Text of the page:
Narayana Pillai, J.
1. This is a reference by the Income-tax Appellate Tribunal, Madras Bench. The assessment year concerned is 1958-59 and the accounting period the 12 months ended on August 30, 1967. The questions referred are :
' (i) Whether, on the facts and in the circumstances of tue case, the Appellate Tribunal was right in law in holding that the title to the movable properties passed to the vendee only on August 30, 1957, and not either on January 1, 1957, or on June 1, 1957 ?
(ii) Whether, on the facts and in the circumstances of the case, the Appellate Tribunal was right in law in holding that the profits under Section 10(2)(vii) from the sale of the movable properties were not assessable in the assessment year 1958-59 '
2. The assessee is a private limited company doing business in manufacture and sale of yarn and cloth. It was running a spinning and weaving mill at Quilon. On March 4, 1957, it entered into a contract with one Karimuthu Thyagaraja Chettiar, hereinafter referred to as Chettiar, for sale to him or his nominees for Rs. 23,01,111 its entire business as a going concern. Rs. 1,00,000 was paid in advance on the date of agreement itself. The balance amount was to carry interest from the date of agreement till payment. From January 1, 1957, till the date on which the sale was to be effected, the assessee's management of the business was to be deemed as for and on behalf of Chettiar.
3. On June 1, 1957, the shareholders of the assessee-company passed a resolution ratifying the agreement dated March 4, 1957. On June 14, 1957, Chettiar nominated M/s. Parvati Mills (Private) Ltd., hereinafter referred to as the mills, as the purchasers in whose favour the sale deeds were to be executed. On August 30, 1957, the assessee executed two sale deeds in favour of the mills after receiving the balance of consideration due for the sale. One of those sale deeds was for the movable properties including the machinery and stock-in-trade and the other for the lands and buildings thereon. The assessee, on August 31, 1957, informed the Chief Inspector of Factories and Boilers at Trivandrum, on September 2, 1957, the Chief Controller of Imports and Exports at Bombay and the Labour Commissioner at Trivandrum and on September 12, 1957, the concerned insurance company about the sale of the business on August 30, 1957, to the mills.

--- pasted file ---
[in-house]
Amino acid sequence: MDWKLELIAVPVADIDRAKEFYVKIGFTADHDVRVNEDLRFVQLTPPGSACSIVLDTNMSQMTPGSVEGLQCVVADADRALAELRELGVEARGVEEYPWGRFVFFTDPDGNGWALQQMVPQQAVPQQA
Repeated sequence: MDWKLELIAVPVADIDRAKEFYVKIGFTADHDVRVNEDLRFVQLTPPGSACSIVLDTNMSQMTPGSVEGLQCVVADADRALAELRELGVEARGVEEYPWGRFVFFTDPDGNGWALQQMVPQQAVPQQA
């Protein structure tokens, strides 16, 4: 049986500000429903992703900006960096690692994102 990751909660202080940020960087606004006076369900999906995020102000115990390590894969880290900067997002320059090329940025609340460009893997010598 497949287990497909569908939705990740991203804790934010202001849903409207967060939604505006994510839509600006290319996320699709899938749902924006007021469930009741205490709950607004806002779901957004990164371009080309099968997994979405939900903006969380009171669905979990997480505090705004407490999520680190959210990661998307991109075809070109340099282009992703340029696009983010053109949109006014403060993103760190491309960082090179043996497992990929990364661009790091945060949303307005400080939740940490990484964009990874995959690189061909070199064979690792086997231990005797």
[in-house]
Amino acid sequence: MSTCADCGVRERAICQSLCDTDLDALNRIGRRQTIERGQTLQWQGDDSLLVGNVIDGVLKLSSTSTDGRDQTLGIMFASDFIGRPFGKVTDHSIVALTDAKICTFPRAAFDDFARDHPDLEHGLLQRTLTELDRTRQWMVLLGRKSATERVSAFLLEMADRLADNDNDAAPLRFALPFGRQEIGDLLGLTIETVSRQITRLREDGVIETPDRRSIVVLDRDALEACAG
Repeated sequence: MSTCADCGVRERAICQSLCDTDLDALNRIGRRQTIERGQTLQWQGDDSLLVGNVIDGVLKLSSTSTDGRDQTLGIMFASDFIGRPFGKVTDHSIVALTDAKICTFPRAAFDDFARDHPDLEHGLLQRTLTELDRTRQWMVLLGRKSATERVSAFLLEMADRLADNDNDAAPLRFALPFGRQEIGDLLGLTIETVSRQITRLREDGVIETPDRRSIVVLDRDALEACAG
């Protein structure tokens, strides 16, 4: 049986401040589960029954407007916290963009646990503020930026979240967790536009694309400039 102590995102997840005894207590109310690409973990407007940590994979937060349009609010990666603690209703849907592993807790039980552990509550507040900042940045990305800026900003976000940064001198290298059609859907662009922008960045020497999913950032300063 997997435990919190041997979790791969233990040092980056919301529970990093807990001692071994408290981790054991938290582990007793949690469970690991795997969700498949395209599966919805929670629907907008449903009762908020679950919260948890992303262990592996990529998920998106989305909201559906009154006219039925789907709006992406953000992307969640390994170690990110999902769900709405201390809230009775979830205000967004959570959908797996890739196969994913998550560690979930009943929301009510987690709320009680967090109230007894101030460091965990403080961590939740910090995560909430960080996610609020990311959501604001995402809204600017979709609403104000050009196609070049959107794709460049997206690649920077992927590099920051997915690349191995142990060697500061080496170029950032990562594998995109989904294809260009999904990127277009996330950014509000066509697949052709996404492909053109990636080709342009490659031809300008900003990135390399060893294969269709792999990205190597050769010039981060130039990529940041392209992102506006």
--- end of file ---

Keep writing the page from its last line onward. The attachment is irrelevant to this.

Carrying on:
4. For the relevant assessment year the assessee filed a return disclosing a loss. It did not disclose as profits under Section 10(2)(vii) of the Income-tax Act, 1922, the sale amount for the building, machinery or plant in excess of the written-down value of the same. That was on the ground that the sale took place only on August 30, 1957. The Income-tax Officer found that the sale of the immovable properties took effect from August 30, 1957, and the movable properties from January 1, 1957. Consequently, he took into account the amount received by the assessee on sale of movables in excess of the written-down value of the same as profit for the accounting year and passed an order of assessment accordingly. That was confirmed in appeal by the Appellate Assistant Commissioner but he was of the view thatthe sale of the movables took place only on June 1, 1957, the date of the resolution of the shareholders of the assessee-company by which the agreement of March 4, 1957, was ratified. In the further appeal filed by the assessee, the Appellate Tribunal held that the sale of both movables and immovables took place only on August 30, 1957, and that the profit arising out of such sale was not assessable as income which accrued during the accounting period which ended on June 30, 1957. It was thereafter that, at the instance of the revenue, this reference was made.